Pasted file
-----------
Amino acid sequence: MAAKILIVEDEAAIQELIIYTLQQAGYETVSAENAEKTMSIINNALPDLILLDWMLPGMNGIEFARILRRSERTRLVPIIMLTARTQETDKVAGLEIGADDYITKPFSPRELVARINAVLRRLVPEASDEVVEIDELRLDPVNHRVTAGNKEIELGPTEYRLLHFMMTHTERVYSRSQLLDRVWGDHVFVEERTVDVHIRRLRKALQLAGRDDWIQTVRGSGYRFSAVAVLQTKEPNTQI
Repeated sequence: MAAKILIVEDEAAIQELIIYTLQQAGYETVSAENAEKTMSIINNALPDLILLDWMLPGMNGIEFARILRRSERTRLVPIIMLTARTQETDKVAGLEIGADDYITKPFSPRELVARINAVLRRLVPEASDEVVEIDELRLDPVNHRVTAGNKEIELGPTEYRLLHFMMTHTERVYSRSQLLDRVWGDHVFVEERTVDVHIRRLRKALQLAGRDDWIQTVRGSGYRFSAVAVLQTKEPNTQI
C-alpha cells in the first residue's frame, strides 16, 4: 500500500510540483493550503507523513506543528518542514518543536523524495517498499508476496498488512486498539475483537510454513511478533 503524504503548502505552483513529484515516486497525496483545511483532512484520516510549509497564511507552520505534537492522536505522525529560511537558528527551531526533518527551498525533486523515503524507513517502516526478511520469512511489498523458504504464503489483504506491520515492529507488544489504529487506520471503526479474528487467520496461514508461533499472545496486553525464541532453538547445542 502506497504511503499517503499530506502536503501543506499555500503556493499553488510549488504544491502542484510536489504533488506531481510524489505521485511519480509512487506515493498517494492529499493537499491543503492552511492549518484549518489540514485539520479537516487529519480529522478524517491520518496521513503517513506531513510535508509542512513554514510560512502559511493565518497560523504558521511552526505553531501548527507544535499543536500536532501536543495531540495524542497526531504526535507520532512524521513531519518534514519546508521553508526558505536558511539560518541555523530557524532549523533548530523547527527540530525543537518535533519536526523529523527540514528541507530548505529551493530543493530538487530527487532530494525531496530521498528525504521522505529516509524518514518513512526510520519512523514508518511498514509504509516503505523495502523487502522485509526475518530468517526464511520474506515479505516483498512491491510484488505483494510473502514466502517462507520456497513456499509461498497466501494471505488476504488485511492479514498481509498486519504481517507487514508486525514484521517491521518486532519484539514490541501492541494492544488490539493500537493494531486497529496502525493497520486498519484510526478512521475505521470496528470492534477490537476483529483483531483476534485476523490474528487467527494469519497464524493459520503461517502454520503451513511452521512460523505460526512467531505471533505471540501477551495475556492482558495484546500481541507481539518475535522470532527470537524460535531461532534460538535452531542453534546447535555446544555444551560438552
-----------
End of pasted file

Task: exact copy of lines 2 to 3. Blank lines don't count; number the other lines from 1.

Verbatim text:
Repeated sequence: MAAKILIVEDEAAIQELIIYTLQQAGYETVSAENAEKTMSIINNALPDLILLDWMLPGMNGIEFARILRRSERTRLVPIIMLTARTQETDKVAGLEIGADDYITKPFSPRELVARINAVLRRLVPEASDEVVEIDELRLDPVNHRVTAGNKEIELGPTEYRLLHFMMTHTERVYSRSQLLDRVWGDHVFVEERTVDVHIRRLRKALQLAGRDDWIQTVRGSGYRFSAVAVLQTKEPNTQI
C-alpha cells in the first residue's frame, strides 16, 4: 500500500510540483493550503507523513506543528518542514518543536523524495517498499508476496498488512486498539475483537510454513511478533 503524504503548502505552483513529484515516486497525496483545511483532512484520516510549509497564511507552520505534537492522536505522525529560511537558528527551531526533518527551498525533486523515503524507513517502516526478511520469512511489498523458504504464503489483504506491520515492529507488544489504529487506520471503526479474528487467520496461514508461533499472545496486553525464541532453538547445542 502506497504511503499517503499530506502536503501543506499555500503556493499553488510549488504544491502542484510536489504533488506531481510524489505521485511519480509512487506515493498517494492529499493537499491543503492552511492549518484549518489540514485539520479537516487529519480529522478524517491520518496521513503517513506531513510535508509542512513554514510560512502559511493565518497560523504558521511552526505553531501548527507544535499543536500536532501536543495531540495524542497526531504526535507520532512524521513531519518534514519546508521553508526558505536558511539560518541555523530557524532549523533548530523547527527540530525543537518535533519536526523529523527540514528541507530548505529551493530543493530538487530527487532530494525531496530521498528525504521522505529516509524518514518513512526510520519512523514508518511498514509504509516503505523495502523487502522485509526475518530468517526464511520474506515479505516483498512491491510484488505483494510473502514466502517462507520456497513456499509461498497466501494471505488476504488485511492479514498481509498486519504481517507487514508486525514484521517491521518486532519484539514490541501492541494492544488490539493500537493494531486497529496502525493497520486498519484510526478512521475505521470496528470492534477490537476483529483483531483476534485476523490474528487467527494469519497464524493459520503461517502454520503451513511452521512460523505460526512467531505471533505471540501477551495475556492482558495484546500481541507481539518475535522470532527470537524460535531461532534460538535452531542453534546447535555446544555444551560438552